Before the noble Lord answers the Question, I am anxious to say a few words. I do not know anything about the particular batch of bayonets, or cutlasses referred to; but I should like to tell your Lordships what I saw yesterday, because it shows, at any rate, that however severe a test may be to which these weapons are submitted, they will not, and cannot, resist treatment that any irresponsible people may subject them to. I happened to be at Enfield, yesterday, on business, with several Members connected with the Committee which is now sitting, who are well acquainted with metals and their working. I was not directly inquiring 1066 into this, or any other technical subject, but into administration. While at Enfield, we looked very carefully into the tests which all sorts of swords, cutlasses, and sword-bayonets are now subjected to. I think it was their unanimous opinion that those tests were extremely severe and satisfactory. The present tests are very much more severe than those formerly used. Two cutlasses were taken and put through all those tests, which were of three kinds—first, the striking test; secondly, the bending test, which was of a severe character; and, thirdly, the weight test—that was to say, how many pounds a weapon would bear without bending, and how many inches it would bend to every additional pound. These cutlasses passed through all those tests. Then we put one into a vice, and it was perfectly easy, when applying sufficient manual force, to bend it in any way you liked, and not merely to bend, but to break it. It is impossible that any steel will remain unbroken, if sufficient force is applied in a vice, or, even, if you bend it over your knee; and it is quite possible for a sword or cutlass to pass all the tests which are admitted to be satisfactory and stringent, and yet be unable to stand this severe treatment. It does not follow, however, that the article is bad, because it will not stand the particular treatment to which it is subjected, and I venture to state that no steel which could possibly be made could stand such tests as that of the vice.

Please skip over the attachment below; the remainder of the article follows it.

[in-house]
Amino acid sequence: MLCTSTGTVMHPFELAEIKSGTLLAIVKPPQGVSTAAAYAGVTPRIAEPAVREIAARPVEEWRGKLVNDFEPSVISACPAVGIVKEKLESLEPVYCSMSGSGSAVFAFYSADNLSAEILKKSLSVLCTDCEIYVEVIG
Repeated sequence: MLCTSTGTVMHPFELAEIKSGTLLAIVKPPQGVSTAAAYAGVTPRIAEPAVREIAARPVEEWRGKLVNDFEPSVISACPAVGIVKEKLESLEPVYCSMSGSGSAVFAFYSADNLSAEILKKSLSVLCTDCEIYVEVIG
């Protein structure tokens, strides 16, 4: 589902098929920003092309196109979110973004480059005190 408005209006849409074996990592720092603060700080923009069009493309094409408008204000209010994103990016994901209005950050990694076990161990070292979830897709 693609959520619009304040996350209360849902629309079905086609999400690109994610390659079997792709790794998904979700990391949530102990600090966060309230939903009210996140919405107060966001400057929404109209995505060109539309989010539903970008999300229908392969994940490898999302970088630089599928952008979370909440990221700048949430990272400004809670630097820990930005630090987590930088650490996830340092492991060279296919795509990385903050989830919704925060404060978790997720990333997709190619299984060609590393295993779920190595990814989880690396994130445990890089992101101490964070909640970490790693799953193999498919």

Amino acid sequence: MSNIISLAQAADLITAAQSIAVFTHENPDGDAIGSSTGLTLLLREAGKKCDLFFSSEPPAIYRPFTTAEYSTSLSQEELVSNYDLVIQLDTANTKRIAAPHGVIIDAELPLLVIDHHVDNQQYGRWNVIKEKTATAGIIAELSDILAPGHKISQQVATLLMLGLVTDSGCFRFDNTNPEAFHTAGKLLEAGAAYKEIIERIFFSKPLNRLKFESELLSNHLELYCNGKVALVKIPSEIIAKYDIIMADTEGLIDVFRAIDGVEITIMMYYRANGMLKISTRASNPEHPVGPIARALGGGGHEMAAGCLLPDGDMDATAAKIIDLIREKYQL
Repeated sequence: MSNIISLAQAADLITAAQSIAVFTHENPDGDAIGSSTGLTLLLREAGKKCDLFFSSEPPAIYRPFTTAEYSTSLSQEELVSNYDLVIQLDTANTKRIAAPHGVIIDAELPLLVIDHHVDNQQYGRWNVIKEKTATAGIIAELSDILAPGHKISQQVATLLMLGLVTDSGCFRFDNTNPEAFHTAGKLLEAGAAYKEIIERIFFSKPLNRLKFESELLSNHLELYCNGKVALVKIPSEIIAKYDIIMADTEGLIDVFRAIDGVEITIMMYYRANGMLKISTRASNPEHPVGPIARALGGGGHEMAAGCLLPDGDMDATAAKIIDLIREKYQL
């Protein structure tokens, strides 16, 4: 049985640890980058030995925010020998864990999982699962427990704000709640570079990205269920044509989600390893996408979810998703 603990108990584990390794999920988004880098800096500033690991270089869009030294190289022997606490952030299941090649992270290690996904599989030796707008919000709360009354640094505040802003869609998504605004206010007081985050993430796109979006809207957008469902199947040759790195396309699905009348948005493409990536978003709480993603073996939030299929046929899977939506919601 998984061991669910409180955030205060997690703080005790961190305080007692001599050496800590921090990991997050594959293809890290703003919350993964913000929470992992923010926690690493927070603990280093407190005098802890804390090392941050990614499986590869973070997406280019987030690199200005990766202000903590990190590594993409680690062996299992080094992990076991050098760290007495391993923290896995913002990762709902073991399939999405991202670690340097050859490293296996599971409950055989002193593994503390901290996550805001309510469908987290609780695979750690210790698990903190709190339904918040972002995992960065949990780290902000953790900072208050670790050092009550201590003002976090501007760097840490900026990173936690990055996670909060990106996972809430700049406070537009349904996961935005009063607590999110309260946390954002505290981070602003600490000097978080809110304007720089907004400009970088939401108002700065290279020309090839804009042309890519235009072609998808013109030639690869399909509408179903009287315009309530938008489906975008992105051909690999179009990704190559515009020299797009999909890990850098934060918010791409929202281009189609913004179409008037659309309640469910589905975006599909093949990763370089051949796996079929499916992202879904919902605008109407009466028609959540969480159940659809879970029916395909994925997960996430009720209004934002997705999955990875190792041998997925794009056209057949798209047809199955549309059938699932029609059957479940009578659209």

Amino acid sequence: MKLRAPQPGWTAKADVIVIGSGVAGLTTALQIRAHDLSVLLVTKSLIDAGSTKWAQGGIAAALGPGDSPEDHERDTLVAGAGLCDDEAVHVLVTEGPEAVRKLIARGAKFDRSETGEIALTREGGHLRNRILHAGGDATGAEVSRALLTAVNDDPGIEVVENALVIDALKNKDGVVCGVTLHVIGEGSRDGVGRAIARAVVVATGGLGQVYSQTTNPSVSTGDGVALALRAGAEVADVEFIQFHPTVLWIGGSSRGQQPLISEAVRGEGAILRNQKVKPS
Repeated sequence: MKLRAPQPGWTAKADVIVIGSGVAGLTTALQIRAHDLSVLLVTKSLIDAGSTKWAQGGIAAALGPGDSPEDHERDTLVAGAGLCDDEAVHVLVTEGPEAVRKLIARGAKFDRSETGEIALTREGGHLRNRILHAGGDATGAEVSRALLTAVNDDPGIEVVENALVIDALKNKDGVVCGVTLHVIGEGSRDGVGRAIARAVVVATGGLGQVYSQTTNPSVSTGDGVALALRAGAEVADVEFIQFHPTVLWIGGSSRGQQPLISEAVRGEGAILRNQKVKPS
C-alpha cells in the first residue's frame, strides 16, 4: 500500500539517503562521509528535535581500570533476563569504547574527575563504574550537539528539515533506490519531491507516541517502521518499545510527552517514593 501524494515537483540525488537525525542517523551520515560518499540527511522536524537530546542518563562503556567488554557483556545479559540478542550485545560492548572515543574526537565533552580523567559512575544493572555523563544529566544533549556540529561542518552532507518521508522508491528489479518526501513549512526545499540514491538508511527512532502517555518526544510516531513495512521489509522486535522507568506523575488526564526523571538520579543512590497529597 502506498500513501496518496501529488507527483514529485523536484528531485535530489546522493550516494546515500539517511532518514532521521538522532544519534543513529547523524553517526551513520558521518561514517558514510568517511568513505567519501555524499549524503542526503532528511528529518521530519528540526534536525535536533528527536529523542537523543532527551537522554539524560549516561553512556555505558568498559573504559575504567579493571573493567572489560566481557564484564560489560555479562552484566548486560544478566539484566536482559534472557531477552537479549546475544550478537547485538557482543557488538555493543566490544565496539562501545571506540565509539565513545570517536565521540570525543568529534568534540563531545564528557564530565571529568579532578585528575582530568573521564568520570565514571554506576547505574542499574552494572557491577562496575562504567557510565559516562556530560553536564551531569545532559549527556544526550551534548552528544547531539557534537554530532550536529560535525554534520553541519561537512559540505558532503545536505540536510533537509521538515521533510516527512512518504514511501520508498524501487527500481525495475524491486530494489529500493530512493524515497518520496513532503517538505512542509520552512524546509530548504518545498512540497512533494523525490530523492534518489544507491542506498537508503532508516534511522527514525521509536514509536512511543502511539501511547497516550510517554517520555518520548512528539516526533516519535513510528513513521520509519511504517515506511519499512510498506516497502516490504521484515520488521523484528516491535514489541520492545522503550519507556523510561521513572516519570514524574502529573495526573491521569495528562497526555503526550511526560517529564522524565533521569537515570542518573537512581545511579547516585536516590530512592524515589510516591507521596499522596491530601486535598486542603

LORD STANLEY OF ALDERLEY
My Lords, with reference to the answer of my noble Friend the Under Secretary of State for War on Monday, I would suggest that he would do better to give a candid answer and say that flexible swords which bend are better than brittle swords which break, rather than to endeavour to screen the Department. There was no precedent for flexible swords unless you went back to ancient history. Julius Cæsar relates that some of the Gauls had swords which bent at every blow, and that they had to straighten them under their feet. What was involved was not the credit of this or previous Governments, but the safe equipment of the Naval and Military Forces of the Crown.
THE UNDER SECRETARY OF STATE FOR WAR (Lord HARRIS)
I can assure my noble Friend (Lord Stan- 1067 ley of Alderley) that, so long as I represent one, that it will not be my object to screen any Government Department. The reply which I made the other day was perfectly honest, and without any attempt to screen anyone. With regard to the Question of the noble Lord (Lord Balfour) I must point out to my noble Friend that, following upon my answer the other day, there is something more than a Question. There is an assumption which I cannot admit in using the word "defective." I am not at present prepared to admit that these sword-bayonets are defective. If it cannot be shown that they will not stand the test to which they were submitted in 1871, and which was considered at the time to be perfectly sufficient, then I say the sword-bayonets are not defective. If it can be shown that they will not stand the test, I will admit that they are defective. At present, my information is that they will stand that test, but that a certain percentage will not stand the increased test demanded of swords and sword-bayonets at the present day. There is, undoubtedly, a great deal of interest taken in this subject. The noble Lord has further asked who is responsible for the issue of these sword-bayonets. In answer to that, I can only repeat what I stated the other day—that the Superintendent of the Royal Small Arms Factory issued the cutlasses and the sword-bayonets on his own responsibility, and there is no reason to suppose that they were not up to the test when they were passed. The last contract price was 14s. each, including the scabbard.